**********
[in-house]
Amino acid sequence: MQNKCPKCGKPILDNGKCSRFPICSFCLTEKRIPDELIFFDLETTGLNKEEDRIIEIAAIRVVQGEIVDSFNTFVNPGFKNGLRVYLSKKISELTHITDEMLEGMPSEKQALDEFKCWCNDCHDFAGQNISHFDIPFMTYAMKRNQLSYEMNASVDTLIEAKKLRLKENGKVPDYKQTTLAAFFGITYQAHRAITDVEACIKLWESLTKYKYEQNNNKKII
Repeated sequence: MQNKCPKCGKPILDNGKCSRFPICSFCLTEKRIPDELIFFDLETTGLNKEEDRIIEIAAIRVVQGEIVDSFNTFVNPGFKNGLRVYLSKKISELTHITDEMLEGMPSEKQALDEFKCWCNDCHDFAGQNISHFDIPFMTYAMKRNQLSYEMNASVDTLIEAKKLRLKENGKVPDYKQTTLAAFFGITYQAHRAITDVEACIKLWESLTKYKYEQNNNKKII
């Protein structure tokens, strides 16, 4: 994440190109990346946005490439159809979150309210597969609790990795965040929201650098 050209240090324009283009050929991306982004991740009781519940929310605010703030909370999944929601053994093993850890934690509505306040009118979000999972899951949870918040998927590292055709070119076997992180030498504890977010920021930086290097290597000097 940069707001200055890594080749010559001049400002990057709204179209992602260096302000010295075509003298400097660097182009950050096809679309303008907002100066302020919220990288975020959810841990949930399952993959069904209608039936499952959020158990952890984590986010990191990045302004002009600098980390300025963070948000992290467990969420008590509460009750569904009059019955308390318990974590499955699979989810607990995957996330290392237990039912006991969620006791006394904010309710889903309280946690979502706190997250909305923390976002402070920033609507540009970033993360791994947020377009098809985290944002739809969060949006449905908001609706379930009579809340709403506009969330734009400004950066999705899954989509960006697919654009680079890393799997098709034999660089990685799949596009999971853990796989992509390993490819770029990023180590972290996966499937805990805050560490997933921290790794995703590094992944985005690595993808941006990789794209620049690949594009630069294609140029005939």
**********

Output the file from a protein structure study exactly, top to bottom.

[in-house]
Amino acid sequence: MQNKCPKCGKPILDNGKCSRFPICSFCLTEKRIPDELIFFDLETTGLNKEEDRIIEIAAIRVVQGEIVDSFNTFVNPGFKNGLRVYLSKKISELTHITDEMLEGMPSEKQALDEFKCWCNDCHDFAGQNISHFDIPFMTYAMKRNQLSYEMNASVDTLIEAKKLRLKENGKVPDYKQTTLAAFFGITYQAHRAITDVEACIKLWESLTKYKYEQNNNKKII
Repeated sequence: MQNKCPKCGKPILDNGKCSRFPICSFCLTEKRIPDELIFFDLETTGLNKEEDRIIEIAAIRVVQGEIVDSFNTFVNPGFKNGLRVYLSKKISELTHITDEMLEGMPSEKQALDEFKCWCNDCHDFAGQNISHFDIPFMTYAMKRNQLSYEMNASVDTLIEAKKLRLKENGKVPDYKQTTLAAFFGITYQAHRAITDVEACIKLWESLTKYKYEQNNNKKII
């Protein structure tokens, strides 16, 4: 994440190109990346946005490439159809979150309210597969609790990795965040929201650098 050209240090324009283009050929991306982004991740009781519940929310605010703030909370999944929601053994093993850890934690509505306040009118979000999972899951949870918040998927590292055709070119076997992180030498504890977010920021930086290097290597000097 940069707001200055890594080749010559001049400002990057709204179209992602260096302000010295075509003298400097660097182009950050096809679309303008907002100066302020919220990288975020959810841990949930399952993959069904209608039936499952959020158990952890984590986010990191990045302004002009600098980390300025963070948000992290467990969420008590509460009750569904009059019955308390318990974590499955699979989810607990995957996330290392237990039912006991969620006791006394904010309710889903309280946690979502706190997250909305923390976002402070920033609507540009970033993360791994947020377009098809985290944002739809969060949006449905908001609706379930009579809340709403506009969330734009400004950066999705899954989509960006697919654009680079890393799997098709034999660089990685799949596009999971853990796989992509390993490819770029990023180590972290996966499937805990805050560490997933921290790794995703590094992944985005690595993808941006990789794209620049690949594009630069294609140029005939």